Your Small Towns of Adult Sorrow & Melancholy
Because when my friend calls from Montana he’s walking the aisles of a 24-hour Walmart. Because when I ask him to tell me about the big sky I realize he’s standing in front of the same thing he could see here, could see anywhere.
Because nearly everyone I know wants a pet or a baby, or has recently lost a pet or a baby, & wants again. If I want anything at all it’s an uninterrupted night’s sleep, but I’m not even sure about that.
Because in bed, my son, curled small beside me, turned toward me, said, You’re most beautiful in the night-light dark. Then he brushed his hand along my jaw. Someday he'll be someone’s lover.
Because grown-ups dressing in costume always seem like sadder versions of the selves they could’ve been.
Because when my son wants to hurt me, he says, You always forget everything. Because he knows it isn’t true; my memory dangerously intact, every texture a detail called back.
Because there’s a woman who’ll tell me the window’s spindles are architectural. She’s not a liar, just wrong. I’ll say, They’re to keep us from jumping. I’ll say, I unscrewed the hardware. Because I wouldn’t have said, I tore the spindles off after I stripped the screws, though it would be true. But if I did, would she have said, But the cement below? Would I say, And?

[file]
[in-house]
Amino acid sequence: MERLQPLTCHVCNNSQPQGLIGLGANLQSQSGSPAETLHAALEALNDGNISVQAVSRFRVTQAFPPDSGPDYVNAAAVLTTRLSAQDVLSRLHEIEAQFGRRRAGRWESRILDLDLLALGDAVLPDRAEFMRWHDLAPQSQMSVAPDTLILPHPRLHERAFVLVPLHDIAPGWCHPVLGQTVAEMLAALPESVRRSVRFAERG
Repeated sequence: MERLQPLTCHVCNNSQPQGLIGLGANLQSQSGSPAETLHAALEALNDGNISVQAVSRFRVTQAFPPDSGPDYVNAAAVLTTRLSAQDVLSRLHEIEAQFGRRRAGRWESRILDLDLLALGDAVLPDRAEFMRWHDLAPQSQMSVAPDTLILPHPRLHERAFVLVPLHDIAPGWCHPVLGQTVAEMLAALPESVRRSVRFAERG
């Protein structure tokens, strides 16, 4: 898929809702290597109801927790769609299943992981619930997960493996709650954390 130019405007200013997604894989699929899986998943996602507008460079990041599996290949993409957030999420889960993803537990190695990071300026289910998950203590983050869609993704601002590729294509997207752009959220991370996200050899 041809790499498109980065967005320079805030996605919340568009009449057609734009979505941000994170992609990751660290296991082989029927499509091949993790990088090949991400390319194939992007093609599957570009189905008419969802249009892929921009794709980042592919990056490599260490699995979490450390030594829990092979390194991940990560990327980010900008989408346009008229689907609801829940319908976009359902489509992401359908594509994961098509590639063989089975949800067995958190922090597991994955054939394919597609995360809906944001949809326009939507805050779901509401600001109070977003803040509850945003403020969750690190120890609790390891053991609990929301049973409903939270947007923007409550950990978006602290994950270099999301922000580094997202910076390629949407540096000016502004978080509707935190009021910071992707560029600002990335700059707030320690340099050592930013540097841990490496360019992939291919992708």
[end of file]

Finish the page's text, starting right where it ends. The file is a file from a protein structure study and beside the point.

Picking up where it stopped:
Because the last living elevator operator will probably retire to a bedroom community of ranch homes in the tornado-plains. He’ll open the door for no one, never call out another floor.
Because, hesitant, I bring home the remains of the praying mantis wrapped in paper for my son, a gift from someone who knew I’d given him a microscope. After he carefully peeled off the tape, he backed away. Because gulping words he managed to say, I didn’t know it would be dead.
Because it’s August & already I’m wearing my winter hands.
Because people in grocery stores a week before payday, their shoulders a parking lot of fear.
Because about South Dakota, my friend said, Everything looked so thirsty. Eyeing the sporting goods near the guns & bullets, the lures & bait, he said, There should be an ocean there.
Because when my son holds his warm hand against my cold one, his fingertips nearly reach around mine. Because when I tell him sometimes I miss him being small, he says, Someday there’ll be a machine to take us back there.